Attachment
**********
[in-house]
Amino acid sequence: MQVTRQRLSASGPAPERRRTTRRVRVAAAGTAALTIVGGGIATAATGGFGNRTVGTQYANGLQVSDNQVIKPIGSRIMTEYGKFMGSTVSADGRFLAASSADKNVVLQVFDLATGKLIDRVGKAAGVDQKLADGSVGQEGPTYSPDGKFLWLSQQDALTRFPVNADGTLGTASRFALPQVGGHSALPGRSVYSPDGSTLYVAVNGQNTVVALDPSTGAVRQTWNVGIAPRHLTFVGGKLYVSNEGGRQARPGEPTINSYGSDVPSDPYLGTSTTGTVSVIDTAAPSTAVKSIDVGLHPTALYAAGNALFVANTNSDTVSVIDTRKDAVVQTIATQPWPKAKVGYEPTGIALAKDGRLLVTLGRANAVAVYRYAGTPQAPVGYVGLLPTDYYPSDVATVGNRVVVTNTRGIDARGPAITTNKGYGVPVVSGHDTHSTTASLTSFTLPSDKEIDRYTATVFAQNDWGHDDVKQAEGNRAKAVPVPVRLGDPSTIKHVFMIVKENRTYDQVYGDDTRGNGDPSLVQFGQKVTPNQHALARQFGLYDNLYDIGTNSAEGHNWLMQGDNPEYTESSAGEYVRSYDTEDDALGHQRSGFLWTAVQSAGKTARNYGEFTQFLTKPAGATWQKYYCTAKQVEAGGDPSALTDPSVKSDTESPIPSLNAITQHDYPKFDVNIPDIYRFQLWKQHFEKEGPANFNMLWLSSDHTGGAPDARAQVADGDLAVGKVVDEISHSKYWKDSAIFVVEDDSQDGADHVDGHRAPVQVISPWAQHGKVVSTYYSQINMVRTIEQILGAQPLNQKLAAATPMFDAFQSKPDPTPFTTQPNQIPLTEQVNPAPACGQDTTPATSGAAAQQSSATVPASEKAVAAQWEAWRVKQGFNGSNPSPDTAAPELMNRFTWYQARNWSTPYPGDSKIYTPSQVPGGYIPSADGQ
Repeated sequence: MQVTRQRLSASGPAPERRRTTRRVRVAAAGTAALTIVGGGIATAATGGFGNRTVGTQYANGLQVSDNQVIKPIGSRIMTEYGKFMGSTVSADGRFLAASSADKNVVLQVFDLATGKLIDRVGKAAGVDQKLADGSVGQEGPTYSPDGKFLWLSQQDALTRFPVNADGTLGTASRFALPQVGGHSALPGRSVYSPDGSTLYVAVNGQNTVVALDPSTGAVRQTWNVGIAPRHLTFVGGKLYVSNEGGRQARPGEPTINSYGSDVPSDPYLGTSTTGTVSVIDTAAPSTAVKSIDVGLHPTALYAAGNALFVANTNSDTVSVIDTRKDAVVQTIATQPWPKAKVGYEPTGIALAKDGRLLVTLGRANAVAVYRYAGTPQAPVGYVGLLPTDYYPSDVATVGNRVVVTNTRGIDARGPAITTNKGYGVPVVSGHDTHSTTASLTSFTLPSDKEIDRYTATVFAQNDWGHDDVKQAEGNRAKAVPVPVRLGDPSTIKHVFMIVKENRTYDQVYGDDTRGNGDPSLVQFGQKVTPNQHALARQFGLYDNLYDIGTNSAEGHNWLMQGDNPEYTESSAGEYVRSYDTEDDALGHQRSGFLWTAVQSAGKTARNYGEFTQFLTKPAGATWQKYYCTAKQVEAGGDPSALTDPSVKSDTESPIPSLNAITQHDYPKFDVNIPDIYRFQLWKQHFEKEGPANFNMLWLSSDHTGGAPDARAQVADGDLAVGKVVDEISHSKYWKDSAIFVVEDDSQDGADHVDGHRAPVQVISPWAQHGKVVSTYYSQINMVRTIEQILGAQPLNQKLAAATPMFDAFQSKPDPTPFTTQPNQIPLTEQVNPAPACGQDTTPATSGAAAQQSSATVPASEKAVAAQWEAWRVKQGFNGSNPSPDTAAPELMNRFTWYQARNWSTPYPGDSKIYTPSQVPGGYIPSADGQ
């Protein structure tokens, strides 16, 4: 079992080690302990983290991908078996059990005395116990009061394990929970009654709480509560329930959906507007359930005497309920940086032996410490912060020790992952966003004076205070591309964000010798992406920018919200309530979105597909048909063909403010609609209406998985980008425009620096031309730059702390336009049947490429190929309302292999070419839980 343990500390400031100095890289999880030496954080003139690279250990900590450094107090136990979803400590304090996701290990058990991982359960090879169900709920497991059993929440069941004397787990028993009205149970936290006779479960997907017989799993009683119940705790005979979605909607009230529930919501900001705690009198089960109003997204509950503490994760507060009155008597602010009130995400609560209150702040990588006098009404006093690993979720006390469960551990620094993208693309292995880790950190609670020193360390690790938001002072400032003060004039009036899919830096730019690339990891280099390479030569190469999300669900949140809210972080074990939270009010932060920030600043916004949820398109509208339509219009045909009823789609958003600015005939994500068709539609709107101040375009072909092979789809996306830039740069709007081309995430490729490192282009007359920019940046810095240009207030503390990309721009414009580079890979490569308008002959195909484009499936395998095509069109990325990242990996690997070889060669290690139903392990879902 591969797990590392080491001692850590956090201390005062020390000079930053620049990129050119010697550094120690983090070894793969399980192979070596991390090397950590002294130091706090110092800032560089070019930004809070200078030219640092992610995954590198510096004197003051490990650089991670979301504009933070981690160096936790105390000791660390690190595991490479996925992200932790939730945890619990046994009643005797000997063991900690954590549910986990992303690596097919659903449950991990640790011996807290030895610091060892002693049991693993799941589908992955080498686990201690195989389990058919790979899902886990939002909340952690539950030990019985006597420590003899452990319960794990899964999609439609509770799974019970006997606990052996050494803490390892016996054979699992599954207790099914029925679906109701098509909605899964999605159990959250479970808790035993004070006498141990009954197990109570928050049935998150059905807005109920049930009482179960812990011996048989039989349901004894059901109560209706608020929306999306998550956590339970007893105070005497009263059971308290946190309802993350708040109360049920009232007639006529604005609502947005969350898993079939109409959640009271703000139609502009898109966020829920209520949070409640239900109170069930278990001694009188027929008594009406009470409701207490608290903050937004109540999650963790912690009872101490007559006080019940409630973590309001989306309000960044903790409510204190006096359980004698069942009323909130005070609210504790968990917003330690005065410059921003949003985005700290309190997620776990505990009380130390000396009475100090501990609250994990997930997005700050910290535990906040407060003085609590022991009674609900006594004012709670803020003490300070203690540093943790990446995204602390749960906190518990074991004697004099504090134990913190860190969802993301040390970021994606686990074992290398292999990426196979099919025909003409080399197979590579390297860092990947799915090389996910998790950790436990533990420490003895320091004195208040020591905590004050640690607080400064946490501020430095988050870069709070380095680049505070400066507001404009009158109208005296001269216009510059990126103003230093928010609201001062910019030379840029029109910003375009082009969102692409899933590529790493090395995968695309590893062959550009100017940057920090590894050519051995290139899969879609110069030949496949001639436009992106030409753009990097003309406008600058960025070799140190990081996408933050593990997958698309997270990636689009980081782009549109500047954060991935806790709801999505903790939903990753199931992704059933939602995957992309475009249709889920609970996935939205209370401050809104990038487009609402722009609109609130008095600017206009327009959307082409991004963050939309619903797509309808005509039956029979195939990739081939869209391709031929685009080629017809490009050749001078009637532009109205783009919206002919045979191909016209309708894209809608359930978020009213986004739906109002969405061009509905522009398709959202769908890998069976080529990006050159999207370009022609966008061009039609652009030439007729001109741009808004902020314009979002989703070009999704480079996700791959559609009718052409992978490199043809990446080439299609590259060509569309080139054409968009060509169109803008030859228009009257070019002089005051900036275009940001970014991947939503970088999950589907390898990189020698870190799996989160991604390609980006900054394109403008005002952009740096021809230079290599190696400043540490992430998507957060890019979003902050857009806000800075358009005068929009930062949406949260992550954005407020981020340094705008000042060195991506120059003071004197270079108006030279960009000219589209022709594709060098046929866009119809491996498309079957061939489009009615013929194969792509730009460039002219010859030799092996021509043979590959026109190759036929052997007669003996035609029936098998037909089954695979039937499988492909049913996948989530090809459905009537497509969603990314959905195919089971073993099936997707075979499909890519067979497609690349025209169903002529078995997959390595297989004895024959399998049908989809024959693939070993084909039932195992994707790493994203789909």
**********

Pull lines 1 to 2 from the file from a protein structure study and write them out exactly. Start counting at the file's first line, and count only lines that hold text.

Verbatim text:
[in-house]
Amino acid sequence: MQVTRQRLSASGPAPERRRTTRRVRVAAAGTAALTIVGGGIATAATGGFGNRTVGTQYANGLQVSDNQVIKPIGSRIMTEYGKFMGSTVSADGRFLAASSADKNVVLQVFDLATGKLIDRVGKAAGVDQKLADGSVGQEGPTYSPDGKFLWLSQQDALTRFPVNADGTLGTASRFALPQVGGHSALPGRSVYSPDGSTLYVAVNGQNTVVALDPSTGAVRQTWNVGIAPRHLTFVGGKLYVSNEGGRQARPGEPTINSYGSDVPSDPYLGTSTTGTVSVIDTAAPSTAVKSIDVGLHPTALYAAGNALFVANTNSDTVSVIDTRKDAVVQTIATQPWPKAKVGYEPTGIALAKDGRLLVTLGRANAVAVYRYAGTPQAPVGYVGLLPTDYYPSDVATVGNRVVVTNTRGIDARGPAITTNKGYGVPVVSGHDTHSTTASLTSFTLPSDKEIDRYTATVFAQNDWGHDDVKQAEGNRAKAVPVPVRLGDPSTIKHVFMIVKENRTYDQVYGDDTRGNGDPSLVQFGQKVTPNQHALARQFGLYDNLYDIGTNSAEGHNWLMQGDNPEYTESSAGEYVRSYDTEDDALGHQRSGFLWTAVQSAGKTARNYGEFTQFLTKPAGATWQKYYCTAKQVEAGGDPSALTDPSVKSDTESPIPSLNAITQHDYPKFDVNIPDIYRFQLWKQHFEKEGPANFNMLWLSSDHTGGAPDARAQVADGDLAVGKVVDEISHSKYWKDSAIFVVEDDSQDGADHVDGHRAPVQVISPWAQHGKVVSTYYSQINMVRTIEQILGAQPLNQKLAAATPMFDAFQSKPDPTPFTTQPNQIPLTEQVNPAPACGQDTTPATSGAAAQQSSATVPASEKAVAAQWEAWRVKQGFNGSNPSPDTAAPELMNRFTWYQARNWSTPYPGDSKIYTPSQVPGGYIPSADGQ